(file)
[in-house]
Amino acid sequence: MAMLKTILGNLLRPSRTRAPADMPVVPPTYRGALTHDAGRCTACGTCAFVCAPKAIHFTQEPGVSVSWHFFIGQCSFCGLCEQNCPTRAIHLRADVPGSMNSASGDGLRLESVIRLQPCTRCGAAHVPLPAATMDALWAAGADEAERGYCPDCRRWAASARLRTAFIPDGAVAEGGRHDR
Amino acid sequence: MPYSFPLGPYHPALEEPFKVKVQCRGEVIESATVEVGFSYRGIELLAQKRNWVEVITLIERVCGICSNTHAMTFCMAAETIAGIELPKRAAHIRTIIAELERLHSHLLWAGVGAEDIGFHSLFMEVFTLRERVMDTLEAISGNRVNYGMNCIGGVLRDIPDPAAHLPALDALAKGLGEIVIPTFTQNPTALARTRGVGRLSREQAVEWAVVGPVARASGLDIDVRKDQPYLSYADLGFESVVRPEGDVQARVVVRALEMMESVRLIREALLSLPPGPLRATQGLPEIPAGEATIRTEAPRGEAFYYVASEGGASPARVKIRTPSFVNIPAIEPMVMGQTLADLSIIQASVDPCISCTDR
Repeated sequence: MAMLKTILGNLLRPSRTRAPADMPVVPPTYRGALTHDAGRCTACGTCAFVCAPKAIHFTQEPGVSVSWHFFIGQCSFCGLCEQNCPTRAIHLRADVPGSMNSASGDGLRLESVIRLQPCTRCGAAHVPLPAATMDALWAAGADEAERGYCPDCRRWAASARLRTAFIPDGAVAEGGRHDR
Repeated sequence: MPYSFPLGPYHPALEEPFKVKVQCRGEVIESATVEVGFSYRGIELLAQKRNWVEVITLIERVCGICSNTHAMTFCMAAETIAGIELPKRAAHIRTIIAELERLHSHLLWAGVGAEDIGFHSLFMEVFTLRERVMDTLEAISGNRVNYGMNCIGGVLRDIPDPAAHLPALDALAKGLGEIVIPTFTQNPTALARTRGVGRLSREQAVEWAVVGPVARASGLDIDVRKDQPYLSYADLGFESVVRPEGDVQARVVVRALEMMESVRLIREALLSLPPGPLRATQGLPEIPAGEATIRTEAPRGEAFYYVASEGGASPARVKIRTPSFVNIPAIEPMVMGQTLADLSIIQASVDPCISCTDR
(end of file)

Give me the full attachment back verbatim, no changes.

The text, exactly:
[in-house]
Amino acid sequence: MAMLKTILGNLLRPSRTRAPADMPVVPPTYRGALTHDAGRCTACGTCAFVCAPKAIHFTQEPGVSVSWHFFIGQCSFCGLCEQNCPTRAIHLRADVPGSMNSASGDGLRLESVIRLQPCTRCGAAHVPLPAATMDALWAAGADEAERGYCPDCRRWAASARLRTAFIPDGAVAEGGRHDR
Amino acid sequence: MPYSFPLGPYHPALEEPFKVKVQCRGEVIESATVEVGFSYRGIELLAQKRNWVEVITLIERVCGICSNTHAMTFCMAAETIAGIELPKRAAHIRTIIAELERLHSHLLWAGVGAEDIGFHSLFMEVFTLRERVMDTLEAISGNRVNYGMNCIGGVLRDIPDPAAHLPALDALAKGLGEIVIPTFTQNPTALARTRGVGRLSREQAVEWAVVGPVARASGLDIDVRKDQPYLSYADLGFESVVRPEGDVQARVVVRALEMMESVRLIREALLSLPPGPLRATQGLPEIPAGEATIRTEAPRGEAFYYVASEGGASPARVKIRTPSFVNIPAIEPMVMGQTLADLSIIQASVDPCISCTDR
Repeated sequence: MAMLKTILGNLLRPSRTRAPADMPVVPPTYRGALTHDAGRCTACGTCAFVCAPKAIHFTQEPGVSVSWHFFIGQCSFCGLCEQNCPTRAIHLRADVPGSMNSASGDGLRLESVIRLQPCTRCGAAHVPLPAATMDALWAAGADEAERGYCPDCRRWAASARLRTAFIPDGAVAEGGRHDR
Repeated sequence: MPYSFPLGPYHPALEEPFKVKVQCRGEVIESATVEVGFSYRGIELLAQKRNWVEVITLIERVCGICSNTHAMTFCMAAETIAGIELPKRAAHIRTIIAELERLHSHLLWAGVGAEDIGFHSLFMEVFTLRERVMDTLEAISGNRVNYGMNCIGGVLRDIPDPAAHLPALDALAKGLGEIVIPTFTQNPTALARTRGVGRLSREQAVEWAVVGPVARASGLDIDVRKDQPYLSYADLGFESVVRPEGDVQARVVVRALEMMESVRLIREALLSLPPGPLRATQGLPEIPAGEATIRTEAPRGEAFYYVASEGGASPARVKIRTPSFVNIPAIEPMVMGQTLADLSIIQASVDPCISCTDR